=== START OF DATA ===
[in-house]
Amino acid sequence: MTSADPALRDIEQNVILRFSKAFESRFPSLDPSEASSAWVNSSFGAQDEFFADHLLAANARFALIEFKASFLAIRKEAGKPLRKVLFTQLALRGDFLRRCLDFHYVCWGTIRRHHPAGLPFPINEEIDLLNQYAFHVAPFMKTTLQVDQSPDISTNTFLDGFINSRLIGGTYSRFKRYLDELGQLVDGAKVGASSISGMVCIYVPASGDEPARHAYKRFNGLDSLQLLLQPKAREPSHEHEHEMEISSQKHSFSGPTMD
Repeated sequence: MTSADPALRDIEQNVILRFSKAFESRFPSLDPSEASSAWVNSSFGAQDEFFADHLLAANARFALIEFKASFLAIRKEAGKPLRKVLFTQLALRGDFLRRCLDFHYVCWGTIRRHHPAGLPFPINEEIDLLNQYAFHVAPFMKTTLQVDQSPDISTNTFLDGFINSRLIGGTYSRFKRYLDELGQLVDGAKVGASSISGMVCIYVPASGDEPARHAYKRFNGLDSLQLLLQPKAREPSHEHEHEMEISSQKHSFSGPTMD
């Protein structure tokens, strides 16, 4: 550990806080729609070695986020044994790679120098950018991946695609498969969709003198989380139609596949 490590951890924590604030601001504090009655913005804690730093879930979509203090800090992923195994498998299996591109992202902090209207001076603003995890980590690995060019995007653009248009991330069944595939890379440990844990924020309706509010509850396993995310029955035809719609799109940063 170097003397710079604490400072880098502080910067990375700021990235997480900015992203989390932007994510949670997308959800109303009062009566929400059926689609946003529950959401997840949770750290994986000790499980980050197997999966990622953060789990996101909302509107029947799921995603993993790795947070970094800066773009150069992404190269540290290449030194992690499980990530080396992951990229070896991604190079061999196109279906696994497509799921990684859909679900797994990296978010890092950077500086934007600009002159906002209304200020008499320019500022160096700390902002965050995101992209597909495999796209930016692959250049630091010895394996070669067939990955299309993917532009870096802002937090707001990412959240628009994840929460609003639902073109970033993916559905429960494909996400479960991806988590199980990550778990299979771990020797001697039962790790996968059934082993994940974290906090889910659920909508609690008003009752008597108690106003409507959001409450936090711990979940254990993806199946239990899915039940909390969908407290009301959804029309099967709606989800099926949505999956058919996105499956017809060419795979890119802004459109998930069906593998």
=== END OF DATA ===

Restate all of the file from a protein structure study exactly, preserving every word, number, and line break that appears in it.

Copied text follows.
[in-house]
Amino acid sequence: MTSADPALRDIEQNVILRFSKAFESRFPSLDPSEASSAWVNSSFGAQDEFFADHLLAANARFALIEFKASFLAIRKEAGKPLRKVLFTQLALRGDFLRRCLDFHYVCWGTIRRHHPAGLPFPINEEIDLLNQYAFHVAPFMKTTLQVDQSPDISTNTFLDGFINSRLIGGTYSRFKRYLDELGQLVDGAKVGASSISGMVCIYVPASGDEPARHAYKRFNGLDSLQLLLQPKAREPSHEHEHEMEISSQKHSFSGPTMD
Repeated sequence: MTSADPALRDIEQNVILRFSKAFESRFPSLDPSEASSAWVNSSFGAQDEFFADHLLAANARFALIEFKASFLAIRKEAGKPLRKVLFTQLALRGDFLRRCLDFHYVCWGTIRRHHPAGLPFPINEEIDLLNQYAFHVAPFMKTTLQVDQSPDISTNTFLDGFINSRLIGGTYSRFKRYLDELGQLVDGAKVGASSISGMVCIYVPASGDEPARHAYKRFNGLDSLQLLLQPKAREPSHEHEHEMEISSQKHSFSGPTMD
């Protein structure tokens, strides 16, 4: 550990806080729609070695986020044994790679120098950018991946695609498969969709003198989380139609596949 490590951890924590604030601001504090009655913005804690730093879930979509203090800090992923195994498998299996591109992202902090209207001076603003995890980590690995060019995007653009248009991330069944595939890379440990844990924020309706509010509850396993995310029955035809719609799109940063 170097003397710079604490400072880098502080910067990375700021990235997480900015992203989390932007994510949670997308959800109303009062009566929400059926689609946003529950959401997840949770750290994986000790499980980050197997999966990622953060789990996101909302509107029947799921995603993993790795947070970094800066773009150069992404190269540290290449030194992690499980990530080396992951990229070896991604190079061999196109279906696994497509799921990684859909679900797994990296978010890092950077500086934007600009002159906002209304200020008499320019500022160096700390902002965050995101992209597909495999796209930016692959250049630091010895394996070669067939990955299309993917532009870096802002937090707001990412959240628009994840929460609003639902073109970033993916559905429960494909996400479960991806988590199980990550778990299979771990020797001697039962790790996968059934082993994940974290906090889910659920909508609690008003009752008597108690106003409507959001409450936090711990979940254990993806199946239990899915039940909390969908407290009301959804029309099967709606989800099926949505999956058919996105499956017809060419795979890119802004459109998930069906593998």